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 News and Events > Filipinas in STEM: Cynthia Garcia-Eidell



Cynthia Garcia-Eidell (Sin-thee-yah Gar-see-yah Eye-del) is a Knauss Marine Policy Fellow supporting the Global Ocean Monitoring and Observing at the National Oceanic and Atmospheric Administration (NOAA). She is also a Ph.D candidate in Earth and Environmental Sciences at the University of Illinois, Chicago. She is interested in carbon cycle changes along critical fringes of our planet such as coastal margins and marginal ice zones using satellite datasets. She got her M.Eng. in Environmental Engineering from the Catholic University of Korea and a B.S. in Biology from the University of the Philippines. She was trained on satellite data processing and geospatial analysis at the NASA Goddard Space Flight Center where she was previously appointed as a Visiting Scientist. She is passionate about research, science policy, equity, and helping build supportive networks and alliances.





















Baby Cyn enjoying a bubble bath at her home in Amadeo!r.

Let’s begin by talking a bit about where you grew up.

I grew up in Amadeo, Cavite* which is fondly known as the ‘Coffee Capital of the Philippines’. We have the largest surface area covered by coffee. In summer, you can smell the mild sweetness of the coffee flowers and the whole town becomes fragrant. After harvesting, the streets of our town are covered with coffee cherries, in all shades of red, green and brown at different stages of drying. The fruit is raked and turned throughout the day to help with the drying process. In the afternoon, you can hear people scraping the coffee from the pavement, trying to make a mound and covering it overnight to protect it from moisture. Then early morning you hear them again scraping the coffee back. In autumn, the entire town is filled with the delicious smell of roasted coffee. A lot of my sensory stimuli growing up had to do with coffee.


Amadeo is in the highlands so we had colder weather, lots of rain and lots of tropical fruit. 


*Learn more about Amadeo’s ‘Coffee Festival’ here.

You’ve painted such a beautiful picture of your hometown! What was your childhood like? Do you have any siblings?

I really enjoyed growing up in our town. I'm the youngest of three siblings. My mom was a retired elementary school teacher and my dad a retired police officer. We are a family of educators and civil servants. My grandparents, my sister and my aunt are all teachers. My brother is an engineer. I grew up in an environment where education was very important. For my parents, displaying the diploma of their kids in our house was their biggest pride.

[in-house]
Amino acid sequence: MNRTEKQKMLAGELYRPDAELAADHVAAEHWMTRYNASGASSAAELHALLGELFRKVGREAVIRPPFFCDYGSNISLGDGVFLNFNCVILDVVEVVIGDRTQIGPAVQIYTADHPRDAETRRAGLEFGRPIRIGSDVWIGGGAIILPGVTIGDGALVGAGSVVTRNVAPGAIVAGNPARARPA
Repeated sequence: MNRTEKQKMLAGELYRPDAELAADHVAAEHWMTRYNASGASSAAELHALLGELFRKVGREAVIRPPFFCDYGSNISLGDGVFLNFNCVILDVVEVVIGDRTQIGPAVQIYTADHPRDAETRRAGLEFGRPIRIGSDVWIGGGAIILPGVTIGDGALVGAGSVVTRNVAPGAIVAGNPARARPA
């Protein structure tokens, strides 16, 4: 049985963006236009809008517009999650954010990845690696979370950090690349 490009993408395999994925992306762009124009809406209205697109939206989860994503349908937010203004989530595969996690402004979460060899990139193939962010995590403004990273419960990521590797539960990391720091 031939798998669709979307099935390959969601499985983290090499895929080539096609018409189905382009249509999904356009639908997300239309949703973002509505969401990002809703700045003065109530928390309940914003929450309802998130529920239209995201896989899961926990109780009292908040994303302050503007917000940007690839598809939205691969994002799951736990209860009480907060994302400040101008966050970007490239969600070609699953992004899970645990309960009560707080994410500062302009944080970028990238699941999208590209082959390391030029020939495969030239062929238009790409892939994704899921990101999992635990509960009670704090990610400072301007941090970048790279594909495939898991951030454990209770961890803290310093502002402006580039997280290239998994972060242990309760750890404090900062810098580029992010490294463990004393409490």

Cynthia with her parents (above) and her niece and nephew (Julienne and Kirk) below.


Our parents wanted us to be well rounded. All three of us had to pick a sport and a musical instrument. My sport was taekwondo. I started early and did it until high school. The cardio training for taekwondo required that I run every morning and late afternoon to our neighboring town and back. For my musical instruments, I played the flute and guitar. My brother used to play the drums. So I had a typical Filipino childhood, playing in the streets with my friends and heavily focused on education and training.


Traveling was another big component of our growth and upbringing. We were highly encouraged to travel, explore and expand our horizons.

Tell us about your time as a student. Were there any subjects you particularly loved or hated?

My mom taught Filipino language and grammar in school and I loved listening to her recite poems. I really gravitated towards Filipino grammar, the history of our language, and poetry in the Philippines when I was younger. I think our language is really beautiful. 


Then I discovered science in Grade Four and Five. I was really a curious kid and always asked a lot of questions. Our science teacher was amazing. She invested so much time in making learning interesting, in showing us how things worked instead of just telling us. We’d do all these experiments in class, and she encouraged us to go to the field and to museums so we could learn outside the classroom. 


I’d say Filipino language and science became my favorite subjects because of my mom and my elementary school science teacher. I enjoyed math a lot too.